Chapter 1: The Deal
  

     The front door of the little shop that was supposed to be closed opened with a creak and sent the bell at the top ringing. The Shopkeeper was caught by surprise, as he just now realized that he forgot to lock the door, a very serious mistake in such a bad neighborhood. He shot up and quickly took large strides behind the counter where he kept a large wooden club. Just in case. Even though he'd managed to avoid a major robbery up to this point, he didn't like to take risks. The Shopkeeper's hand stopped inches from the club as he looked towards the door and saw who was standing there.

     An older woman, age apparent by her gray hair with just a few hints of auburn stubbornly fighting at her temples. Her hair was tied neatly up in a bun on the top of her head and it almost tapped the doorframe as she walked in, she was taller than him without a doubt. Sharp gray eyes contrasted strikingly against her tan face as their gaze drifted over his little shop, not stopping on anything in particular. 

     Above all, what stood out the most was the jacket she wore tightly around her slight frame. It was a light, dusty brown leather jacket that fell all the way to her knees. Stitched into the exterior was row after row of pockets, each snapped, zipped, tied, or latched shut in some way. No two seemed to be the same. The interior of the jacket likely hid even more pockets that he could not currently see as she had the jacked completely buttoned up, all the way to the collar. Each of the buttons appeared to be made of a different metal, but they all shined brilliantly, even in the dull lamplight.

     On the high collar of the jacket were several embroidered crests, though only two were recognizable to the Shopkeeper. One was the crest of Lunabek, signifying that this woman worked for, or was honored by, the crown in some way.  The second was the crest only given to Alchemists who have proven themselves to be at the very pinnacle of their craft. She was a Master Alchemist, of which there were only five in the entire city. All of them incredibly wealthy from the results of their craft. And for some reason, she was in his humble, dirty little shop.

     "Um, pardon me, milady." The Shopkeeper stumbled out as he managed a weak bow behind the counter. "You gave me a bit of a fright. I wasn't expecting anyone after hours." The Shopkeeper slowly moved his hand away from the club. "And you know, this isn't exactly the safest place to be when the sun goes down." He continued, trying to smile through the displeasure of having someone who was basically a Noble in his shop. As far as he was concerned, Nobles brought nothing but trouble.

     "I don't mean to be rude, milady," he said as politely as he could manage, but he did intend to be at least a little rude "but may I ask what you need from a little shop like my own? There's really nothing here I could have that you couldn't find in your own shops up there in the Gold Districts." 

     The woman remained silent, not even acknowledging the question as she continued walking along the shelves and looking over the various goods he had stocked today. It wasn't much, just the basic foodstuffs and your everyday use items like thread, needles, cloth, and ink. As one would expect from a Noble in a commoner's shop, she looked wholly unimpressed. Eventually she made her way to the front counter where she stared down at the Shopkeeper, who shrank away slightly from her intimidating glare.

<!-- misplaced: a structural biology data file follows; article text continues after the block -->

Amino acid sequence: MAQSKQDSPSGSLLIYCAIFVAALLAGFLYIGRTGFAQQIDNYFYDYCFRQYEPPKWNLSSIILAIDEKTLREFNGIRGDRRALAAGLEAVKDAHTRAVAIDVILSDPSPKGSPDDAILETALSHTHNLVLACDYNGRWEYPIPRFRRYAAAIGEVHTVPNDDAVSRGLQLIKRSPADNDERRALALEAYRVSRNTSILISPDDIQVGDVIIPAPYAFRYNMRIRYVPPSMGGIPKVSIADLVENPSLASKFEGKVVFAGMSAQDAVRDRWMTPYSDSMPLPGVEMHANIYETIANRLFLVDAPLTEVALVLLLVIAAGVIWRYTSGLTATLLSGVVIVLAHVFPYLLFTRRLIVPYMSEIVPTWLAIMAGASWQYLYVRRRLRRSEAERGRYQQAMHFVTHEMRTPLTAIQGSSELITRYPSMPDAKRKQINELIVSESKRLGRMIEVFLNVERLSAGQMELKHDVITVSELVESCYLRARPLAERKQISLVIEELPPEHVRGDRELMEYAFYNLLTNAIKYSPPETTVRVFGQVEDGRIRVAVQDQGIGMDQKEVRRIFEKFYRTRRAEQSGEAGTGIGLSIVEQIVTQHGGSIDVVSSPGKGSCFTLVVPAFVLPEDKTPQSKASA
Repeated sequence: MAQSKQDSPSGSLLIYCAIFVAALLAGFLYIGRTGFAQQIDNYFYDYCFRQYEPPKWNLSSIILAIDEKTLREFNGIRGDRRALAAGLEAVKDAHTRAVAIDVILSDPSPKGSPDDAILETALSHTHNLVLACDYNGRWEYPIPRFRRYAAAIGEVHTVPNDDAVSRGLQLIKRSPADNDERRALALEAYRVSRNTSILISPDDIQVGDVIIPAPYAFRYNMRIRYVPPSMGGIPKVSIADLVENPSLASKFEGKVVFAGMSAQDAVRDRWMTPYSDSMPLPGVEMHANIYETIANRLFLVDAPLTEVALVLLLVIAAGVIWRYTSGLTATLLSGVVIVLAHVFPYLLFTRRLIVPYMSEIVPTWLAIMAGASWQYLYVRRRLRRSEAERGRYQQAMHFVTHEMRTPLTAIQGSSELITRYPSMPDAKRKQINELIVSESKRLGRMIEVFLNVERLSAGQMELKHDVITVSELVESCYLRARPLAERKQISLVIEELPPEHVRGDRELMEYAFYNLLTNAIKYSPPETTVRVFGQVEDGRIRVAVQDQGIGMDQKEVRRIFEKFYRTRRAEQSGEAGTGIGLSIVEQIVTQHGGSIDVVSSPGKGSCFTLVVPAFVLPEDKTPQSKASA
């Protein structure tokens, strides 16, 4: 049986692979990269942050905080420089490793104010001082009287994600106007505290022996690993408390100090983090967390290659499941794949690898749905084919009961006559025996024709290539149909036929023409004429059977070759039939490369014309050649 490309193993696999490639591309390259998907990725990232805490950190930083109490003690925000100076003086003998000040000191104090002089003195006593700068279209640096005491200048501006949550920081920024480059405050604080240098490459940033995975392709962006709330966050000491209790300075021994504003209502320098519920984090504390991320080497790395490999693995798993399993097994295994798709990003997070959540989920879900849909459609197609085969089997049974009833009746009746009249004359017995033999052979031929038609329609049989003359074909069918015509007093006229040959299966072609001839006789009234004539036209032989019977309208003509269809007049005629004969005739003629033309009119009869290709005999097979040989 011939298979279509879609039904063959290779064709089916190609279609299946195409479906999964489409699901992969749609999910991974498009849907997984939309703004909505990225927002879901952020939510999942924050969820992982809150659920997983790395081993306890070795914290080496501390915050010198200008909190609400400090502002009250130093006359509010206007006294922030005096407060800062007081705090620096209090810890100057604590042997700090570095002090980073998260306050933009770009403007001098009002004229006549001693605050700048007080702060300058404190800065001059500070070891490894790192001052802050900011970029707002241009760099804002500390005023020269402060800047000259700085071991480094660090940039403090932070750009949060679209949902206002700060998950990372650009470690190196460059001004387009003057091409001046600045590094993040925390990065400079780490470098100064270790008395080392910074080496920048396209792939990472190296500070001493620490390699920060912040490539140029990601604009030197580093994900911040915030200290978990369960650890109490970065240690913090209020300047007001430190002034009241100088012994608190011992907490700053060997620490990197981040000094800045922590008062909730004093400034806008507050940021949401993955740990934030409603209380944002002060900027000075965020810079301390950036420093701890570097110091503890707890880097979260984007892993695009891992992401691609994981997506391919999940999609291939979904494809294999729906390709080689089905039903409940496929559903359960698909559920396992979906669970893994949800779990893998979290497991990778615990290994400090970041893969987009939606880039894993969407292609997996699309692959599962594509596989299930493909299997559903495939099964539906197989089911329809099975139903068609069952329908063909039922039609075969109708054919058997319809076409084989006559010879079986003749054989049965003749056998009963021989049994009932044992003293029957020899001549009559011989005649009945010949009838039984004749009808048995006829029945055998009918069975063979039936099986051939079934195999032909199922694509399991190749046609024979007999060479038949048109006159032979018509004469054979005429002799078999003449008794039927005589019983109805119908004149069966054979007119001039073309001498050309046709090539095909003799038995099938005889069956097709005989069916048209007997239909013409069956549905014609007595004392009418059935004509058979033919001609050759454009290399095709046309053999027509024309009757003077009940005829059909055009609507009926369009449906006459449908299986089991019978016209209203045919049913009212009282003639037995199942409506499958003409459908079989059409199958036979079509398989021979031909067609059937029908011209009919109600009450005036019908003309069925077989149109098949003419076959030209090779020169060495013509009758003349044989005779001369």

After staring him down for a few seconds, she finally broke the silence. "I see you do not stock any elixirs or potions, do you not believe your customers have need of them?" She said with an accusative tone.

     The Shopkeeper was aghast at the question, but managed to quickly recover. "No,I don't have any elixirs or potions in stock, milady. Not for lack of respect towards your profession, you know. It's just that those things aren't exactly cheap and, well,  I'm not made of gold." He said through clenched teeth. How dare she come into his store and accuse him of not stocking the best goods that he could. The amount he made today would barely be enough to buy a single potion from an apprentice Alchemist, let alone a guild sanctioned Master like herself. 

     The woman eyed him warily, as if she was not appreciating the tone he was using with her. She turned her back to him and began wandering the small shop floor again, occasionally picking up something from the shelves to inspect. "How much of the Alchemical arts are you aware of, Mister..." and she trailed off, giving him time to provide his name.

     "Jaren, milady. My name's Jaren." he answered stiffly. "And I don't know much about that alchemy stuff. Just that you mix magic and herbs and stuff and get potions and elixirs out of it." 

     The woman tutted at him as he finished his answer, apparently disappointed in his lack of knowledge of her profession, which only made Jaren angier, clenching his jaw to bite back the response he truly wanted to give.

     "I suppose that is all a Shopkeeper such as yourself would need to know." The woman said, setting down a box of sewing needles before moving onto the next shelf. "You are correct in that Alchemy involves magic. To be an Alchemist you must be born with the gift to sense the various essences within the objects and beings that inhabit our world. It's this essence that magic relies upon. Without this gift, you cannot be an Alchemist. It would be like an armless man attempting to be a Blacksmith." She continued to lecture as she paced about the room, not even sending a glance Jaren's way to see if he was listening.

     "So? Is there a point?" Jaren blurted out abruptly after a short silence. "I'm sorry, milady, but I guess I don't get why you're telling me this. I know I don't have that whole magic gift thing. I enlisted when I was still a lad and it's the first thing they test for. So what is it-" he said before getting interrupted by the woman.

     "I'm here to make a deal, Mister Jaren. One that would be mutually beneficially, I would think." The woman said, turning her attention back to Jaren. Walking back up to the counter to stare him down once more. "While you may not have the gift, your sons are a different matter entirely."